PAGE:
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The Tenderloin Museum is proud to announce the premier of The Compton’s Cafeteria Riot, an original, interactive theater piece directly inspired by the historic riots that launched transgender activism in San Francisco. The Compton’s Cafeteria Riot is an integral piece of the Tenderloin’s identity, and this play offers a singular opportunity for audiences to celebrate the individuals whose tenacious spirit spawned a movement against the long history of discrimination and violence. Attendees will convene for a late night breakfast at the New Village Cafe (a surrogate for the long-gone Compton’s on Turk and Taylor), where a 12 person cast will recreate the neighborhood’s seminal act of resistance and immerse the audience in the tribulations of a marginalized community striving for survival and recognition.
In the summer of 1966, a drag queen patron of the Tenderloin’s Compton’s Cafeteria threw her cup of hot coffee in the face of an police officer as he made an unwarranted attempted to arrest her. The riot that followed would come to be known as the United States’ first recorded act of militant queer resistance to social oppression and police harassment. Three years before the famous gay riot at New York’s Stonewall Inn, the neighborhood’s drag queens and allies banded together to fight back against their ongoing discrimination, beating the cops with their high heels and throwing furniture through the cafeteria windows.
A reflection of the solidarity displayed at Compton’s, The Compton’s Cafeteria Riot is a highly collaborative production. The play was conceived and developed by Bay Area playwright Mark Nassar and Tenderloin Museum director Katie Conry. Nassar wrote the script with legendary neighborhood drag queens Donna Personna and Collette LeGrande, whose first-hand accounts of Compton’s inform the dialogue and direction. Throughout 2017, the play was workshopped extensively at the Tenderloin Museum to incorporate community feedback, and the final result is a groundbreaking hybrid of theater and living history.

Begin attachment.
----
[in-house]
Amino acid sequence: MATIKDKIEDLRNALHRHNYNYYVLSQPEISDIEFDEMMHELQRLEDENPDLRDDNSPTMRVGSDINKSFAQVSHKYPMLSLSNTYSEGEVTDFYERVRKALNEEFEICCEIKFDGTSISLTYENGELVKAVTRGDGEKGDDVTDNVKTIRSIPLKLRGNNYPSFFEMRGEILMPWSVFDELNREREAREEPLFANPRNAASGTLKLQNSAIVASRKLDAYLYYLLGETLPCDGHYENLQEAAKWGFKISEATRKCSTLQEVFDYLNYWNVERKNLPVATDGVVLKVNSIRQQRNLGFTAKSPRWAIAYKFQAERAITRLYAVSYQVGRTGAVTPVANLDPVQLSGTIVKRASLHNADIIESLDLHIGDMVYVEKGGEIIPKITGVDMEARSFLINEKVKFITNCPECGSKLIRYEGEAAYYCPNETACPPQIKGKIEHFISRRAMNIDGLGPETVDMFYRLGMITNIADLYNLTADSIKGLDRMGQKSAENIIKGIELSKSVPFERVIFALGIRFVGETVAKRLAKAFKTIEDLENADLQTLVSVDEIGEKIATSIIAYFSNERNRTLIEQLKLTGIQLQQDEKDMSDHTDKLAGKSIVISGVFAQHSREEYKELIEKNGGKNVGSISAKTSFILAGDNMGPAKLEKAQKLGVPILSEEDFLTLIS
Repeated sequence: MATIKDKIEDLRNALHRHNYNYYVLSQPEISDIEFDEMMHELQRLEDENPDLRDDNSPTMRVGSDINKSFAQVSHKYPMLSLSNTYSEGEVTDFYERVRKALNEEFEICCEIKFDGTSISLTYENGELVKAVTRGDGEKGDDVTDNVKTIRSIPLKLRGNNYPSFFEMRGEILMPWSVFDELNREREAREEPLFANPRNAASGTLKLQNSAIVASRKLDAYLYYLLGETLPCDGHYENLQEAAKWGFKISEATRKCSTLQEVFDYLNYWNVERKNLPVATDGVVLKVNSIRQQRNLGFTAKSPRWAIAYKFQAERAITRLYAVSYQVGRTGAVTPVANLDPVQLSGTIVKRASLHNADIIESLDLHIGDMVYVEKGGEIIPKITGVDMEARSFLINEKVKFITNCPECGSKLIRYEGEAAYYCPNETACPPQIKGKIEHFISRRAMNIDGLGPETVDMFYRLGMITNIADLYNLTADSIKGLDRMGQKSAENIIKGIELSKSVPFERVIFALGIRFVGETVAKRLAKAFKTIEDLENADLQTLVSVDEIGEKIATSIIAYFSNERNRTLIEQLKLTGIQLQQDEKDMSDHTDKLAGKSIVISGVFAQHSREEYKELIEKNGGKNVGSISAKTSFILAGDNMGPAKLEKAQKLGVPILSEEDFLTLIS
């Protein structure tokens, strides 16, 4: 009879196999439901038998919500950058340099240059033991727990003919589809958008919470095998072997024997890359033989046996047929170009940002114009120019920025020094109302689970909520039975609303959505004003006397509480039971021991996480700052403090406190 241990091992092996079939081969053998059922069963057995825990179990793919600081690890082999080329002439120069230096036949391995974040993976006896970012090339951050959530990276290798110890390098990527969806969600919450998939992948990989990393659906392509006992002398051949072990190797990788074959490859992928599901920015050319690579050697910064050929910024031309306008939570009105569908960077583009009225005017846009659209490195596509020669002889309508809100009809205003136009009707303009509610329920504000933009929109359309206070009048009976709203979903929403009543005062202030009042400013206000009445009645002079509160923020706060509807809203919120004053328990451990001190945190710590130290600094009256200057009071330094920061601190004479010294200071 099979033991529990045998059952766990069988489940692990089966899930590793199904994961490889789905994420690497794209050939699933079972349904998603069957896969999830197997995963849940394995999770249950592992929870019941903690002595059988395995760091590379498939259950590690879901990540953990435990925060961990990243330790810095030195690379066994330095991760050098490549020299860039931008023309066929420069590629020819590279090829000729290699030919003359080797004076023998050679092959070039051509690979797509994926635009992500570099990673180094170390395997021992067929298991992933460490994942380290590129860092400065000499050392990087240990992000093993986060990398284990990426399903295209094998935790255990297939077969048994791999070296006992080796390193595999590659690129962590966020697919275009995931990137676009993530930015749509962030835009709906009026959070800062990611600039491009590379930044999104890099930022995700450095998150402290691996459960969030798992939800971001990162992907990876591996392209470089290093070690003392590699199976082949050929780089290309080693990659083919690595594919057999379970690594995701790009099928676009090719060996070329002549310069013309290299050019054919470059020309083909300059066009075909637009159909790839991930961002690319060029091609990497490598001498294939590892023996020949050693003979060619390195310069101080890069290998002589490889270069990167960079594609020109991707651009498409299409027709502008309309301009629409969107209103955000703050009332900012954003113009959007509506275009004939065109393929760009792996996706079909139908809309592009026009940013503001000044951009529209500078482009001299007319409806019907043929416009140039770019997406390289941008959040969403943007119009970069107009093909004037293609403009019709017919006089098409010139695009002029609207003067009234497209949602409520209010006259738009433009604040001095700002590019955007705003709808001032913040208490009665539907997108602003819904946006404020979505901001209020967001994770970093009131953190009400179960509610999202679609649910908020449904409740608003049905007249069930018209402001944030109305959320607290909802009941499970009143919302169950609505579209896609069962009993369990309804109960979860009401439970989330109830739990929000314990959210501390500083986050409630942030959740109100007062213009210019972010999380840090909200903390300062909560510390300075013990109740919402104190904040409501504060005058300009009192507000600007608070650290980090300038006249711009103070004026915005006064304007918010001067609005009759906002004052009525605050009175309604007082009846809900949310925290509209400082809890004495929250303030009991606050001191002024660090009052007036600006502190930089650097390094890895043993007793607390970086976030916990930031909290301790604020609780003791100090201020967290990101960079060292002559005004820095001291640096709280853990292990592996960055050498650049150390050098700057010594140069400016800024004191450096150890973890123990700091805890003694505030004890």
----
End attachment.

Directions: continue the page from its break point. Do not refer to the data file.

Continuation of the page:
While the Compton’s Cafeteria Riot has immense significance for the TLGB community at large, it was a defining moment for the Tenderloin. As such, Compton’s figures prominently in the Tenderloin Museum’s permanent exhibition. The history on display inspired Nassar and Conry to translate this pivotal moment to the stage, and the multi-year project that ensued proved a unique connection between the museum and its community. Special thanks is due to Susan Stryker and Victor Silverman, whose diligently researched, Emmy Award winning documentary Screaming Queens: The Riot at Compton’s Cafeteria saved Compton’s from historical obscurity. Their special programming at the Tenderloin Museum was instrumental in building local awareness. Additionally, this production was made possible by generous grants from the California Humanities for All, the Zellerbach Family Foundation, the Horizons Foundation, and the Neighborhoods Arts Collaborative/ Grants for the Arts.
The Compton’s Cafeteria Riot opens on February 22nd, and performances will run Thursday through Saturday for four weeks. Audience members are encouraged to dress in 60s era clothing. Admission includes a meal (breakfast for dinner), but seating each night is limited, so reserve a ticket today!
* The dialogue and subject matter of the play strives for historical realism, even when that reality is objectionable by today’s standards.
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In The News
The Tenderloin Museum celebrated its second anniversary Saturday with a community day of free activities including a peek at a new play about the neighborhood’s pivotal 1966 event in the fight for gay rights.
“The history in this neighborhood is unbelievable. Very few people know about it,” said playwright Mark Nassar, as he introduced the first reading of “The Compton’s Cafeteria Riot.”
It began with a hot cup of coffee.
On a warm night in August 1966, a group of transgender women were hanging out at the 101 Taylor St. location of Gene Compton’s Cafeteria. Staff called the cops. An officer moved to arrest one woman for the then-crime of cross-dressing.
She threw coffee in his face. In the resulting commotion, the windows were smashed. Although the press didn’t cover it at the time, people made a similar show of force the next evening. Owing to organizing work by nearby Glide Memorial Church and the gay-youth organization Vanguard, what might have been yet another desultory, late-night raid against trans people in the Tenderloin became a focal point of resistance against state violence.